However, since 2000, serious works in Russian, the untranslated seven volumes by Sergey Fomin and the untranslated studies by Alexander Bokhanov, Yury Rassulin, Igor Evsin, Tatiana Mironova and Oleg Platonov, all serious historians and researchers, have disproved the conscious and unconscious slanders against Gregory Rasputin-Novy. The figure of St Gregory the New, venerated by the holy elder Nikolai (Guryanov), has now emerged and we are able to establish the details of his martyrdom. In this we have been helped, strangely enough, by two English writers, Andrew Cook (1), an investigative journalist, and Dr Richard Cullen, a former expert in forensics with the Metropolitan Police (2), who have both exposed the involvement of British spies in the torture and murder.

Although both non-Russian speakers and so both naively and ignorantly repeating the absurd background slanders against St Gregory, their interest has mainly been in official British involvement and the details of his appalling torture and murder, carried out by a ruthless British spy with the help of decadent Russian traitors. And that is new. Thanks to their investigations, we now know almost exactly how in the last hours of his life on earth Gregory Rasputin was tortured, who tortured and killed him and why. In reality, the first murder of the so-called ‘Russian Revolution’ was committed by a British secret agent. Let us sum up the still unchallenged and perhaps definitive findings of Cook and Cullen about Gregory’s last hours on earth in Petrograd, today’s Saint Petersburg.

According to eyewitnesses, Gregory was picked up from his flat at 64 Gorokhovaya Street in the then capital by the fabulously rich, Oxford-educated Prince Felix Yusupov around midnight on 16/29 – 17/30 December 1916. He left with him in a car driven by another plotter, the Polish Dr Stanislav Lazovert. He was taken to the Yusupov Moyka Place, having been enticed to a meeting in a basement dining room there, chosen as it was virtually soundproof and would muffle any noise. Apart from Prince Yusupov, a bisexual transvestite and occultist, also present were Grand Duke Dmitri Romanov, also a notorious and amoral loose liver (later known for a relationship with Coco Chanel), a vulgar, anti-Semitic politician called Vladimir Purishkevich, an army officer and friend of Yusupov called Sergey Sukhotin and a British spy called Oswald Rayner.

Rayner had been a close friend of Yusupov in Oxford in 1909. He had studied modern languages at Oriel College from 1907-10 and Yusupov had studied Fine Art for four years from 1909-1913 at nearby University College, where he had taken drugs. They may have been involved in a homosexual sex affair with each other, as is common in the British Establishment and is today the pride of its secret services (3). After Oxford Rayner was eventually to become one of four British spies working for the SIS (4) in Petrograd. The others were the head of the SIS in Petrograd, Samuel Hoare (later a discredited, Fascist-appeasing Conservative politician, who became known as Sir Samuel and Viscount Templewood), who was a friend of the equally unscrupulous Purishkevich, and two lesser British agents, John Scale and Stephen Alley, also involved in the plot to murder Gregory.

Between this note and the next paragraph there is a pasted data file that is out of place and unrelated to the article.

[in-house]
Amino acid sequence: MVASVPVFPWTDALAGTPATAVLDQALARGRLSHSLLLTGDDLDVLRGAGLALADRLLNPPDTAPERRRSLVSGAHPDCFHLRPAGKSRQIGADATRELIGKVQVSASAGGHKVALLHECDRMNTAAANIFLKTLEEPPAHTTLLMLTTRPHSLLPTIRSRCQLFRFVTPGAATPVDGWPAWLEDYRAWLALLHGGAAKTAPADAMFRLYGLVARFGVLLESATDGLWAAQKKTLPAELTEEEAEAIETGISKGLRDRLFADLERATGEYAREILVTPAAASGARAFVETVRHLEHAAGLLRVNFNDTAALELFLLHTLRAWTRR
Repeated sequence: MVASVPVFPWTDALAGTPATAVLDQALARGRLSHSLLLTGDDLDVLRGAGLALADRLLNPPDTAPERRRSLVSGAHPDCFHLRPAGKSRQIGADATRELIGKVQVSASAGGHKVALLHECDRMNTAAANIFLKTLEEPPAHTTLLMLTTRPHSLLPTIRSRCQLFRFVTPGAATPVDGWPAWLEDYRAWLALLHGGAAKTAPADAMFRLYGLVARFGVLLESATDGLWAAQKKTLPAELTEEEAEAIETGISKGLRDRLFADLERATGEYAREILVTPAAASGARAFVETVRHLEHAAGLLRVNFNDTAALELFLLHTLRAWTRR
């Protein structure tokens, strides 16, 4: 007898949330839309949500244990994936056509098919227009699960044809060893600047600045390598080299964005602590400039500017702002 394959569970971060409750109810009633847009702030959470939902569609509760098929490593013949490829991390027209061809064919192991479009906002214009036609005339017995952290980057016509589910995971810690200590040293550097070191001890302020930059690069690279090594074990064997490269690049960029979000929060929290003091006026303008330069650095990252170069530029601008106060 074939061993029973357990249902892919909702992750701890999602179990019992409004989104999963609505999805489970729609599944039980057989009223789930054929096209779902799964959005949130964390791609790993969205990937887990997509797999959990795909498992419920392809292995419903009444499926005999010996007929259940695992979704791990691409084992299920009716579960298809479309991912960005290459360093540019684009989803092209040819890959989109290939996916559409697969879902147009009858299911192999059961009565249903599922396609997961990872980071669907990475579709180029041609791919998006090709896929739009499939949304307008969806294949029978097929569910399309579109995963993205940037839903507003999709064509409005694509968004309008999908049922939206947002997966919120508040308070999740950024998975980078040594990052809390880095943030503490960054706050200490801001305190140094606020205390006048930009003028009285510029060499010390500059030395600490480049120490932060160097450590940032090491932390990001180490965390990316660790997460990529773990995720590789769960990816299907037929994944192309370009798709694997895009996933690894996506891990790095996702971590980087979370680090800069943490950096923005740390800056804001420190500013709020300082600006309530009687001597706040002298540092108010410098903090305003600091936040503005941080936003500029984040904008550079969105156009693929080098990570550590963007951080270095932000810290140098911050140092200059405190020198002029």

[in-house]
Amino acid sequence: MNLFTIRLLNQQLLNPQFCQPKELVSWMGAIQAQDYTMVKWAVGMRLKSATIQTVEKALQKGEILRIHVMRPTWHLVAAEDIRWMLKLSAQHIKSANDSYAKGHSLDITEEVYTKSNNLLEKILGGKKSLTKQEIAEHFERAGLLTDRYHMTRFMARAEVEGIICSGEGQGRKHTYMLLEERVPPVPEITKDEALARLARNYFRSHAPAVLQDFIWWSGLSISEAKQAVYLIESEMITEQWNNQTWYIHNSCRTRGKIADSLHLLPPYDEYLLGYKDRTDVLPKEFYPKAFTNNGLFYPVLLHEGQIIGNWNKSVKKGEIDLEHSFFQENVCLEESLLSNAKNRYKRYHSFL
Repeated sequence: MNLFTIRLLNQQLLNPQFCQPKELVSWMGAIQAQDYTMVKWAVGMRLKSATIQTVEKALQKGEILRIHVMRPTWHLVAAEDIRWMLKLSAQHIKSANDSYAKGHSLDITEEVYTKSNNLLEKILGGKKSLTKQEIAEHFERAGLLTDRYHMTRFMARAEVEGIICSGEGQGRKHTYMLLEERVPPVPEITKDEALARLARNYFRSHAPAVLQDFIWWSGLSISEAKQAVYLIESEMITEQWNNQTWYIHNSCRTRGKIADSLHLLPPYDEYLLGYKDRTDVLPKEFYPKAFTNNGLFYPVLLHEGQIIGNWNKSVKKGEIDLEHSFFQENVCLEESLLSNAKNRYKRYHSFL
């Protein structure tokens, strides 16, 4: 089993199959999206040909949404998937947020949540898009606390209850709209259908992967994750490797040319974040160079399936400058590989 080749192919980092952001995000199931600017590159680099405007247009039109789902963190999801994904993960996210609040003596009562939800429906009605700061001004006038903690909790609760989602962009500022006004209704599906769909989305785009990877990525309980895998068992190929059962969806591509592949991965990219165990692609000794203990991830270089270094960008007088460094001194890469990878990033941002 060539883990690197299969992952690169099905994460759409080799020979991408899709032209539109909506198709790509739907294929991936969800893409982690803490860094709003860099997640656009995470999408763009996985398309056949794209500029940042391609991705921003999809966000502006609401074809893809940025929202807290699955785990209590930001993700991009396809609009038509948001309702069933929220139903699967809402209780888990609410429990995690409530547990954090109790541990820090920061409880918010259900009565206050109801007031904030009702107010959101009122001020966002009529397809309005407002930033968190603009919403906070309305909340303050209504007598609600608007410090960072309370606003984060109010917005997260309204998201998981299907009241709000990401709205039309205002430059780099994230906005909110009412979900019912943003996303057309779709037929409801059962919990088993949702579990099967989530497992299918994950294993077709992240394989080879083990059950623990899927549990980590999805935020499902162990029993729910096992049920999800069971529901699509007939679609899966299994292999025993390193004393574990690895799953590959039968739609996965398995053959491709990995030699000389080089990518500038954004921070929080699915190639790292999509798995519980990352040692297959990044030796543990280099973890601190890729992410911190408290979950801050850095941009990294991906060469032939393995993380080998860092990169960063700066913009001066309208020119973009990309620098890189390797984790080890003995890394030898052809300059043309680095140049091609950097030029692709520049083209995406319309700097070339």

Once at the Yusupov Palace after midnight on Saturday 17/30 December, Gregory was given wine to drink and plied with cakes laced with tiny amounts of potassium cyanide. The dose was incompetently administered according to the study by Alexander Bokhanov and so weak that Gregory suffered at most a minor headache and stomach-ache. So he was tortured by the professional sadist Rayner, leading to ‘a slow, lingering and painful death’ (5) in the basement room. Firstly, he was attached with a garrotte around his neck, either seated or else spread-eagled against a wall (5). His face and body were then beaten with a cosh, with which his genitals were also crushed, which must have been agonizing. He was also knifed in the left side and at some point his right eyeball was gouged out, an injury probably caused by Yusupov’s shoe.

After these tortures, carried out at about 2.30 am and in any case not later than 4.00 am on Saturday 17/30 December, Gregory was shot three times. This was done at point blank range, from less than eight inches (20 cm). One shot went through his stomach and liver and the other was fired from behind the kidney. These were fired from two different weapons, possibly from a Browning by Yusupov and a Sauvage by Purishkevich (Grand Duke Dmitry swore an oath that he had not killed Gregory). These wounds did not stop Gregory from trying to make the sign of the cross (the fingers of his right hand were set in this pose) before a fatal third shot, from a .455 Webley, standard British issue, a smaller calibre weapon than those used for the first two shots, was fired at point blank range into his forehead. This killed the prophet Gregory outright. It was the feast day of the holy prophet Daniel, a quotation from whose book (Dan 5, 30) was later found in the house where the Tsar and his family and servants were martyred eighteen months later.